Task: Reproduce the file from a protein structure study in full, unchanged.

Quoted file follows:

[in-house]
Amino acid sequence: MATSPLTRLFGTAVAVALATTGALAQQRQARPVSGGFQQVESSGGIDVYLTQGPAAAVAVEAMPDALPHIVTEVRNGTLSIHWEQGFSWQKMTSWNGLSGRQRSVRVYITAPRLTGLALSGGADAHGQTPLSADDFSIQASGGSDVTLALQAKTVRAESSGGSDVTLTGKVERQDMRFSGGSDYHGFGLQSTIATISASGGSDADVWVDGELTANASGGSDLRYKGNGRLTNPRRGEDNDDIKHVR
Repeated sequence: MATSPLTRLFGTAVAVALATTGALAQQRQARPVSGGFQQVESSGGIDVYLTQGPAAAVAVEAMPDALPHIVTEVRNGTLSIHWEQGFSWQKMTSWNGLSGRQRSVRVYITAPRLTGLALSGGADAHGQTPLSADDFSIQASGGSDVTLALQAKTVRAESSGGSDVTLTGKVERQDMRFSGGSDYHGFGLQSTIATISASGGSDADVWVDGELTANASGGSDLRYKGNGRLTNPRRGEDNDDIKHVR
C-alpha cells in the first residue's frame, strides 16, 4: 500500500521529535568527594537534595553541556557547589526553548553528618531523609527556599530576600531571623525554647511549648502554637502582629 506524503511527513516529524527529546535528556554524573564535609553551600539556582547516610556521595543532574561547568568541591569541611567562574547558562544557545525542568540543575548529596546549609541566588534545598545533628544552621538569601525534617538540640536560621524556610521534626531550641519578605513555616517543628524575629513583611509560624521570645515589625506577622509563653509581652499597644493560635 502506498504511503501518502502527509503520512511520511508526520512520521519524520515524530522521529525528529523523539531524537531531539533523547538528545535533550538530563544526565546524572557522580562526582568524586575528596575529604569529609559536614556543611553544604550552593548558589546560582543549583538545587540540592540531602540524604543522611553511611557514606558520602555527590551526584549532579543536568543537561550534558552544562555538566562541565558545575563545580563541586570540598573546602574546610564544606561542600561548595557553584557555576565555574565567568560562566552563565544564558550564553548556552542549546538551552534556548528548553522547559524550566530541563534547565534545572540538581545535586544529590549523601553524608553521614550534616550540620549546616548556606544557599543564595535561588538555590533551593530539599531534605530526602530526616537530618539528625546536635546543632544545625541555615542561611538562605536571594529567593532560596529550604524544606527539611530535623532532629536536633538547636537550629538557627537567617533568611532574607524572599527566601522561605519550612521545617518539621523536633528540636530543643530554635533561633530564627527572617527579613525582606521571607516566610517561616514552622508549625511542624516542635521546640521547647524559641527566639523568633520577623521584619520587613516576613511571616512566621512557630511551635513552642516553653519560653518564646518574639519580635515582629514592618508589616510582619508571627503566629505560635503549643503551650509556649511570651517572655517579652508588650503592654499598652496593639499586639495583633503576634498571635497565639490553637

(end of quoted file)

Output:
[in-house]
Amino acid sequence: MATSPLTRLFGTAVAVALATTGALAQQRQARPVSGGFQQVESSGGIDVYLTQGPAAAVAVEAMPDALPHIVTEVRNGTLSIHWEQGFSWQKMTSWNGLSGRQRSVRVYITAPRLTGLALSGGADAHGQTPLSADDFSIQASGGSDVTLALQAKTVRAESSGGSDVTLTGKVERQDMRFSGGSDYHGFGLQSTIATISASGGSDADVWVDGELTANASGGSDLRYKGNGRLTNPRRGEDNDDIKHVR
Repeated sequence: MATSPLTRLFGTAVAVALATTGALAQQRQARPVSGGFQQVESSGGIDVYLTQGPAAAVAVEAMPDALPHIVTEVRNGTLSIHWEQGFSWQKMTSWNGLSGRQRSVRVYITAPRLTGLALSGGADAHGQTPLSADDFSIQASGGSDVTLALQAKTVRAESSGGSDVTLTGKVERQDMRFSGGSDYHGFGLQSTIATISASGGSDADVWVDGELTANASGGSDLRYKGNGRLTNPRRGEDNDDIKHVR
C-alpha cells in the first residue's frame, strides 16, 4: 500500500521529535568527594537534595553541556557547589526553548553528618531523609527556599530576600531571623525554647511549648502554637502582629 506524503511527513516529524527529546535528556554524573564535609553551600539556582547516610556521595543532574561547568568541591569541611567562574547558562544557545525542568540543575548529596546549609541566588534545598545533628544552621538569601525534617538540640536560621524556610521534626531550641519578605513555616517543628524575629513583611509560624521570645515589625506577622509563653509581652499597644493560635 502506498504511503501518502502527509503520512511520511508526520512520521519524520515524530522521529525528529523523539531524537531531539533523547538528545535533550538530563544526565546524572557522580562526582568524586575528596575529604569529609559536614556543611553544604550552593548558589546560582543549583538545587540540592540531602540524604543522611553511611557514606558520602555527590551526584549532579543536568543537561550534558552544562555538566562541565558545575563545580563541586570540598573546602574546610564544606561542600561548595557553584557555576565555574565567568560562566552563565544564558550564553548556552542549546538551552534556548528548553522547559524550566530541563534547565534545572540538581545535586544529590549523601553524608553521614550534616550540620549546616548556606544557599543564595535561588538555590533551593530539599531534605530526602530526616537530618539528625546536635546543632544545625541555615542561611538562605536571594529567593532560596529550604524544606527539611530535623532532629536536633538547636537550629538557627537567617533568611532574607524572599527566601522561605519550612521545617518539621523536633528540636530543643530554635533561633530564627527572617527579613525582606521571607516566610517561616514552622508549625511542624516542635521546640521547647524559641527566639523568633520577623521584619520587613516576613511571616512566621512557630511551635513552642516553653519560653518564646518574639519580635515582629514592618508589616510582619508571627503566629505560635503549643503551650509556649511570651517572655517579652508588650503592654499598652496593639499586639495583633503576634498571635497565639490553637